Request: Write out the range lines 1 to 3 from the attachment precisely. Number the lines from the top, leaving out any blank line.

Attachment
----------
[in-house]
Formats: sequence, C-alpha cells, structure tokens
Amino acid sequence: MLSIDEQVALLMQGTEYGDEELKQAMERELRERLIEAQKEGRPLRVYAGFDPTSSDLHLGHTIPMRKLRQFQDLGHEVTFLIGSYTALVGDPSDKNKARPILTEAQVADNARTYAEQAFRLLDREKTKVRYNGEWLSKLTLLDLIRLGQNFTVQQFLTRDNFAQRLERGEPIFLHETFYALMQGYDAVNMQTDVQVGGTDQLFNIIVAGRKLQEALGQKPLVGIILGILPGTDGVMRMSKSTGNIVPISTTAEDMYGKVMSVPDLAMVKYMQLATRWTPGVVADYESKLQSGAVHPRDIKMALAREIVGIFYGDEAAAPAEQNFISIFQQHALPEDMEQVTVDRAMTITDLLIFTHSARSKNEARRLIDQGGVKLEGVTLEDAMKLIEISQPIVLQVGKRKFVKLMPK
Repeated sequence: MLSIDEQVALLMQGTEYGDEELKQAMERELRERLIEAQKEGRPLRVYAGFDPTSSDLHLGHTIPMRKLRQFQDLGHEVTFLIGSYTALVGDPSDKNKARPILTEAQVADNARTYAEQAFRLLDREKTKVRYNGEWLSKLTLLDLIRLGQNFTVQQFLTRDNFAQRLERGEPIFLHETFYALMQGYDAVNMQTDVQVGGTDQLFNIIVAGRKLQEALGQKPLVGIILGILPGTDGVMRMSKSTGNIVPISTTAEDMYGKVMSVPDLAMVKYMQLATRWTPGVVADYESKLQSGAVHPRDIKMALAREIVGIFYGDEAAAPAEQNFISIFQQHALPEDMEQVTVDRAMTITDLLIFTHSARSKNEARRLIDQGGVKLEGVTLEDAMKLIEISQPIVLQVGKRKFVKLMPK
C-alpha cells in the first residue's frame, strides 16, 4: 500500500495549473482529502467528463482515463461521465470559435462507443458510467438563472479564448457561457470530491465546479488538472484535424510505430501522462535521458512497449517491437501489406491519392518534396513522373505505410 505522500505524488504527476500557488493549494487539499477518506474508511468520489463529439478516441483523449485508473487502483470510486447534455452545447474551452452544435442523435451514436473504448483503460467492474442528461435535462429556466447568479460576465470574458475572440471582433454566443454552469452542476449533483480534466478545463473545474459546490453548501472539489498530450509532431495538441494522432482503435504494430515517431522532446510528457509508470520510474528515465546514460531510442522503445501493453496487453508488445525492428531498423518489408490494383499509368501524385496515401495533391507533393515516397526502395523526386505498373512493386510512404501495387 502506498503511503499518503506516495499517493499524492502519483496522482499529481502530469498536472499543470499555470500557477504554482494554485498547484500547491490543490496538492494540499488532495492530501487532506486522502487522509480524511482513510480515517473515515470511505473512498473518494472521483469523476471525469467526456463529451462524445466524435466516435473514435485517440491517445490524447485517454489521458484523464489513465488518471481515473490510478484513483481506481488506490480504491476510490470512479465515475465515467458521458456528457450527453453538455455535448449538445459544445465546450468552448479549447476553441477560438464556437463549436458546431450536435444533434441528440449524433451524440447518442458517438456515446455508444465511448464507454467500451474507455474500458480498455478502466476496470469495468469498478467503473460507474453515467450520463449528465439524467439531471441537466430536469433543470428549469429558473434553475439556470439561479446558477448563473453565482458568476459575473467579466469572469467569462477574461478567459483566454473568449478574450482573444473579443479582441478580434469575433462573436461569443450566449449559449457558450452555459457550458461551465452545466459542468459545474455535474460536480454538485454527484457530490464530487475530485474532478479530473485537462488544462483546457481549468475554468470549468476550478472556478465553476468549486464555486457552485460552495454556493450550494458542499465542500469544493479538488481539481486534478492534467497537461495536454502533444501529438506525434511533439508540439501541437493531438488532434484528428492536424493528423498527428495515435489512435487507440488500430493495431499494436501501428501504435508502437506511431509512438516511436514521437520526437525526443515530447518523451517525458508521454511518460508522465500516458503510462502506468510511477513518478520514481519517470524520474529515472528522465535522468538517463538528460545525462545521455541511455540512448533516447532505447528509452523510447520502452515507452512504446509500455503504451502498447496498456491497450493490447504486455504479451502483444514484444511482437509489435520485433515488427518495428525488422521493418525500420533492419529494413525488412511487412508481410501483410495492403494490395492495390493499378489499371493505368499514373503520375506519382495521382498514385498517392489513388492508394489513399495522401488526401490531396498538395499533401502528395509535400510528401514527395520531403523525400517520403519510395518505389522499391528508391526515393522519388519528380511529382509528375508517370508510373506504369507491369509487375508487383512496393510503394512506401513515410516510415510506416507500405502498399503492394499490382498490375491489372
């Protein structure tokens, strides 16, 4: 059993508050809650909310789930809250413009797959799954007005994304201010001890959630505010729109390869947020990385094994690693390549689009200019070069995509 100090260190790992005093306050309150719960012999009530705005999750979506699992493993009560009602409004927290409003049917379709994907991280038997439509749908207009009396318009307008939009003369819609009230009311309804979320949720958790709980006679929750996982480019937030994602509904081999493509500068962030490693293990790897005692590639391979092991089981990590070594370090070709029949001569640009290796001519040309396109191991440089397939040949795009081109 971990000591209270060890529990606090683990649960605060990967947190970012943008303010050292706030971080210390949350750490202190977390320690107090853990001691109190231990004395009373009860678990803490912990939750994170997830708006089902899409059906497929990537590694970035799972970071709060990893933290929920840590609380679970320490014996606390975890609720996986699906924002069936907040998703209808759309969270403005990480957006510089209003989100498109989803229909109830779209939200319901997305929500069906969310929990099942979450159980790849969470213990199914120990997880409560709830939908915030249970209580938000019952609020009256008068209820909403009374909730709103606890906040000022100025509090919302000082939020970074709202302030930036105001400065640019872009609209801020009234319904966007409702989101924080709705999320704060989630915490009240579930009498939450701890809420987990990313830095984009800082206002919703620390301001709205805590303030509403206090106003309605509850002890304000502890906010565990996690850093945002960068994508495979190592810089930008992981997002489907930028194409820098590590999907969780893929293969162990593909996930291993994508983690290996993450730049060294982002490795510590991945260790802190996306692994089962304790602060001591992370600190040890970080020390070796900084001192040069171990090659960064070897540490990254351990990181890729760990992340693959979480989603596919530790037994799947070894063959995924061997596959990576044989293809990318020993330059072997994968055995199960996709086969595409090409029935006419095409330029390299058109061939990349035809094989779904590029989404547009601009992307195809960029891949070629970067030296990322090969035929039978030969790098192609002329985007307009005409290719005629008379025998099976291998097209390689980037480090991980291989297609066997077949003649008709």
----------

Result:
[in-house]
Formats: sequence, C-alpha cells, structure tokens
Amino acid sequence: MLSIDEQVALLMQGTEYGDEELKQAMERELRERLIEAQKEGRPLRVYAGFDPTSSDLHLGHTIPMRKLRQFQDLGHEVTFLIGSYTALVGDPSDKNKARPILTEAQVADNARTYAEQAFRLLDREKTKVRYNGEWLSKLTLLDLIRLGQNFTVQQFLTRDNFAQRLERGEPIFLHETFYALMQGYDAVNMQTDVQVGGTDQLFNIIVAGRKLQEALGQKPLVGIILGILPGTDGVMRMSKSTGNIVPISTTAEDMYGKVMSVPDLAMVKYMQLATRWTPGVVADYESKLQSGAVHPRDIKMALAREIVGIFYGDEAAAPAEQNFISIFQQHALPEDMEQVTVDRAMTITDLLIFTHSARSKNEARRLIDQGGVKLEGVTLEDAMKLIEISQPIVLQVGKRKFVKLMPK